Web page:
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Talk to the editor, and show him what the options look like.
In this situation, you can't possibly win, so soomebody has to make a choice among bad options. Personally, I think I'd leave the "runt" (which is the name I've always used for what you are calling a widow). I don't think you'll find a style manual anywhere that says the last line must contain some minimum amount of the column width, and a runt often looks better than the alternatives.
You could also look into changing the type specs -- narrower or wider font, or adjusting the coumn width, but the odds that this will really solve the problem are pretty slim. You'll likely just end up moving the runts to different paragraphs.
Remember, editors, despite what they may think, are generally not experts in typography and may ask you to dumb things. Sometimes pointing out just how dumb can be a learning experience for them.
I've come across a reoccurring typography issue that I can't find the answer to online, or in the Chicago Style Manual... I work with math books so the text is extremely choppy; paragraphs are rarely over 3 or 4 lines long because there are a lot of examples, boxes with various theorems, properties, and definitions, etc. It;s not paragraphs of text like a novel. One of the editors I work with is a stickler for widows at the end of paragraphs.
For what it's worth (not much), a single word at the end of a paragraph is not a Widow. At least not according to CMS, and not according to me, and not according to anyone else I can think of (ha ha).
Traditionally, it was only a widow at the top of page. See http://www.chicagomanualofstyle.org/CMS_FAQ/Punctuation/Punctuation01.html.
I think that in Chicago 16, they got a little more flexible and said a widow could also be at the top of a column. I can't quite recall and I don't have a Chicago 16 handy here, only a 15. But not any paragraph.
This is a longwinded way of saying your editor's desire is not supported by the existing style authorities.
I realize that telling your editor that he or she is a maverick won't help you convince them that this is misguided.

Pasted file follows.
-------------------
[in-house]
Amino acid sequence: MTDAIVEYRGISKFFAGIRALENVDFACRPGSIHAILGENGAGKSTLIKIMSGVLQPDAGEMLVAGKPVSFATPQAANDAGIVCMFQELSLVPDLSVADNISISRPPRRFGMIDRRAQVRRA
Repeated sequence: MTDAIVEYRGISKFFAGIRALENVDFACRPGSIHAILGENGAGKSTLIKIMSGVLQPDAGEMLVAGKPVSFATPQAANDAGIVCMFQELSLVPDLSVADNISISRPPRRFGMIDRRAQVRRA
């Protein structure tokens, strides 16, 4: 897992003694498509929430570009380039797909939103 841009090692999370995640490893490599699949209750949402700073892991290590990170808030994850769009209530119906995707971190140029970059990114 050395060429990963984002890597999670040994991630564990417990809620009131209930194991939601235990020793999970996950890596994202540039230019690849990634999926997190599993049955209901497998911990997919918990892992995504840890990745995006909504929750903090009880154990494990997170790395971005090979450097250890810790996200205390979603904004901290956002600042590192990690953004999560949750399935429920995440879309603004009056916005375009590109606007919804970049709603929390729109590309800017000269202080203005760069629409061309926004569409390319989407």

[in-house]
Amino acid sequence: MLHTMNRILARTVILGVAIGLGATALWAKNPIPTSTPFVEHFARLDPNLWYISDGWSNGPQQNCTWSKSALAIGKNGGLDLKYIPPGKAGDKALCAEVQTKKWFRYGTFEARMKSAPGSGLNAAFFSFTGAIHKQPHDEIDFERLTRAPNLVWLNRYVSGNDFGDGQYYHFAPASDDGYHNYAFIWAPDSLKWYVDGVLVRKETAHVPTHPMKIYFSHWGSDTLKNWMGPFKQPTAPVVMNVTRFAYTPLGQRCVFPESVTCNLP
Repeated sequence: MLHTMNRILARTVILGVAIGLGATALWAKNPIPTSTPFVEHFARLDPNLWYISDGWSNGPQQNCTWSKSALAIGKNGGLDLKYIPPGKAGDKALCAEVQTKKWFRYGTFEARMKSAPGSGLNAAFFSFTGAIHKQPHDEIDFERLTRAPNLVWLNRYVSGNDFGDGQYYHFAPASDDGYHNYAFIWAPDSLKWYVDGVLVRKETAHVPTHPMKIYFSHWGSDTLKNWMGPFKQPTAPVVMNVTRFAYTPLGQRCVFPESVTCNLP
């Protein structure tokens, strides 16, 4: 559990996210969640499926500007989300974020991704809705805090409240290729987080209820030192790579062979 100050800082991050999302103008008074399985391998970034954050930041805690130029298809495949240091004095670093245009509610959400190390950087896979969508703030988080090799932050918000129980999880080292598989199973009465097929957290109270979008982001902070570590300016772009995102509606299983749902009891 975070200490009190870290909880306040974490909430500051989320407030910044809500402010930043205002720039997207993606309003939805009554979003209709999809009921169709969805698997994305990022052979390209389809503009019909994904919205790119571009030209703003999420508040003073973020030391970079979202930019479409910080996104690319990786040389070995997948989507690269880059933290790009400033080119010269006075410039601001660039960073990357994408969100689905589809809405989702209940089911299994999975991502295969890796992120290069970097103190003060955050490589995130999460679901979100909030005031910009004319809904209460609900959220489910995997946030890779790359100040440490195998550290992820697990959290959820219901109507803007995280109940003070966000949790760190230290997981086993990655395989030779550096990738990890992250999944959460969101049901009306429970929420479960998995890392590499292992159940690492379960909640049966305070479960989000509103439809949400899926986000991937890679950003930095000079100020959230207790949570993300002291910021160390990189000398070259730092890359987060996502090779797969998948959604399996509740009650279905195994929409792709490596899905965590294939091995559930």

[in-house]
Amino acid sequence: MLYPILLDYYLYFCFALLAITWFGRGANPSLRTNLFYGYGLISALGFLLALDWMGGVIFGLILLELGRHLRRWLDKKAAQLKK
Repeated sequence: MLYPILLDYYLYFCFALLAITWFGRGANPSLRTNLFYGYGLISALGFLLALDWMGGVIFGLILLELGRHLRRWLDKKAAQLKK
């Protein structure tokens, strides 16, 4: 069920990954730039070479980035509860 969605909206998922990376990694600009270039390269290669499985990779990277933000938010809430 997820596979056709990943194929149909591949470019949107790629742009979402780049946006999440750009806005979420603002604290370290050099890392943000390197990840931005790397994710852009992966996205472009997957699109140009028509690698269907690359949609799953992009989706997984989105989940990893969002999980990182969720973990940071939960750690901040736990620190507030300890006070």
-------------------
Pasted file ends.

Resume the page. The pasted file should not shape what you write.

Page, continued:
I would tend to judiciously increase the right margin by hand for each relevant paragraph, if I absolutely had to deal with this.
OK, I'm just wrong. It doesn't help that we're mixing up widows and orphans, and Chicago doesn't say anything about non-page widows, only orphans.
orphan. A short line appearing at the bottom of a page, or a word or part of a word appearing on a line by itself at the end of a paragraph. Orphans can be avoided by changes in wording or spacing that either remove the line or lengthen it. Contrast widow.
orphan. The first line of a paragraph stranded at the bottom of a page or column. An orphan can be avoided by changes in wording or spacing to the text that precedes it. Contrast widow.
I feel like the window has been blown out of my sails, but, err, well, Chicago 16 still doesn't call it an orphan (nor a widow). Go figure.
Thank you, everyone who's responded so far. I realize that I mistakenly called the last word on it's own line a widow instead of an orphan (or runt). No one tell my old typography professors...
I have Chicago 15 open in front of me. John has typed in the defintion of orphan, but I'm too poor a typist to quote wahtthe usage guide has to say, so I'll paraphrase. Never hyphenate the last word ( I guess they never met any REALLY long words in narrow columns, thoughthey would, I'm sure say the paragraph should be rewritten to avoid the problem), never start a page with an orphan line unless it is full measure, and never end a page with a widow line. Nowhere do they say a single word on the last line is unacceptable.
In situations that fall outside of standard guidelines, the one rule that I would try to follow is: Consistency. If I was commiting a style faux pas, at least be consistent for all occurences. But, in your situation, and I have been faced with the widow dilema, I think that you may have to consider each individual case and tweak accordingly.
And here is an article that shares your definition of widow
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I would go along with many and call this a paragraph widow (though runt will do). I was also taught this is a widow and column fragments are orphans. The standard rule is two words minimum and at least 8 characters. To fix you can:
1> Change the point size ±.5 pt
2> Change the set width ±3%
3> Change the word spacing making the desired less than 100%
4> Talk the editor into flush left.
5> Quit worrying about it. ;-) [which is considerably better than slitting your wrists]
I suspect the basic issue is: why do you want justified copy for such short paragraphs?